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Blending home with community. Mixing the outside world with the concept of home is becoming the norm. People want to live where there is entertainment, shopping and recreation. Creating a space that houses both in a unique and engaging manner is becoming critical to a whole new generation of people looking for a place to call home.
Developed to be one of the most stylish areas in Maryland, North Bethesda Market offers an energetic environment to live, dine and gather for a new generation. The 650,000-square-foot, mixed-use facility offers 425,000 square feet of residential space. The commercial section totals 220,000 square feet and has a combination of restaurants and retail stores, including a 60,000-square-foot Whole Foods Market. A 1,250-car parking structure is also included for use by residents.
The plan was conceived with a clear set of urban design principles in mind. It was formed around the notion of “making urban blocks” within a neighborhood that lacked clear block structure or hierarchy. The block structure was further broken down into a west block and an east block through the introduction of Festival Street and a service lane. Each block was then filled with development at a scale appropriate to the neighborhood context and to the project itself. Along Rockville Pike, a point tower was introduced to create a landmark gateway for the southern edge of the White Flint district. This allows for a lower density of development along the project’s west edge, keeping with the smaller scale of the neighborhood.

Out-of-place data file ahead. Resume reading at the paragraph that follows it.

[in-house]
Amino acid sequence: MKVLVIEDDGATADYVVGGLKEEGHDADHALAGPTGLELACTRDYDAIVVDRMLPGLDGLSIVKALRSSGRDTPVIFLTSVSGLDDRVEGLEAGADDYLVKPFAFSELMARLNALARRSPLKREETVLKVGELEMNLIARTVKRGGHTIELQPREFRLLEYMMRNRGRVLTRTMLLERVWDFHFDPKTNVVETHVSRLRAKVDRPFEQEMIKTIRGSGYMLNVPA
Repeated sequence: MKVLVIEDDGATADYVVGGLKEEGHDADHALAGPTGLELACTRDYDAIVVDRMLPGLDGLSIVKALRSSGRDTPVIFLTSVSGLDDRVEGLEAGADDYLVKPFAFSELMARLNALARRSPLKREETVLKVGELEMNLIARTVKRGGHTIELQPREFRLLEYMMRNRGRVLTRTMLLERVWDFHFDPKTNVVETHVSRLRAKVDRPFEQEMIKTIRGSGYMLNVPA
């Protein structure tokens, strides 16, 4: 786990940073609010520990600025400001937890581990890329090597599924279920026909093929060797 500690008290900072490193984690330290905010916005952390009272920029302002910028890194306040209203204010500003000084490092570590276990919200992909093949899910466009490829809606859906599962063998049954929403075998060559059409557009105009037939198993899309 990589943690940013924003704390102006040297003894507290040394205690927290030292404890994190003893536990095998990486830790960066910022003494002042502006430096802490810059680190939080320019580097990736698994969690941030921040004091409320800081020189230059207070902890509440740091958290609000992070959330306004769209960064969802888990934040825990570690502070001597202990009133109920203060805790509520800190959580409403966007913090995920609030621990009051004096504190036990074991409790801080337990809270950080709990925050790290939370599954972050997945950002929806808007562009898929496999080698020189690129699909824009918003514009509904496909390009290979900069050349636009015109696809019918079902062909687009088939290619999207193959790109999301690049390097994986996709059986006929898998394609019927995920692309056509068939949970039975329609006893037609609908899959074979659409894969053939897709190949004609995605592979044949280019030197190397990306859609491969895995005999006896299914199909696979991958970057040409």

The 24-story tower houses 198 residential units at one corner, with retail for additional stores at the other corner. A second mid-rise residential building contains 200 residential units. The neighborhood around North Bethesda Market is mainly commercial with a large number of mixed-use facilities, and is located near a Metrorail station that offers convenient transportation options for residents and visitors.
The development includes a range of public spaces that create a rich and varied public realm. A new street named Executive Boulevard was introduced, on-street and off-street bicycle trails were added, and streetscape improvements were made along the three public sides of the project. Additionally, the retail- and restaurant-lined Festival Street and plaza enliven the center of the project to offer public space for special community events. Local stone and a commissioned public art piece by renowned artist Jim Sanborn define the plaza space. A variety of secondary pedestrian connections located throughout the property also contribute to the creation of a fine-grained public realm. Examples include a connection to the office buildings to the south from Festival Street. Additionally, a defined connection has been created to offer a visual connection from the plaza to Rockville Pike.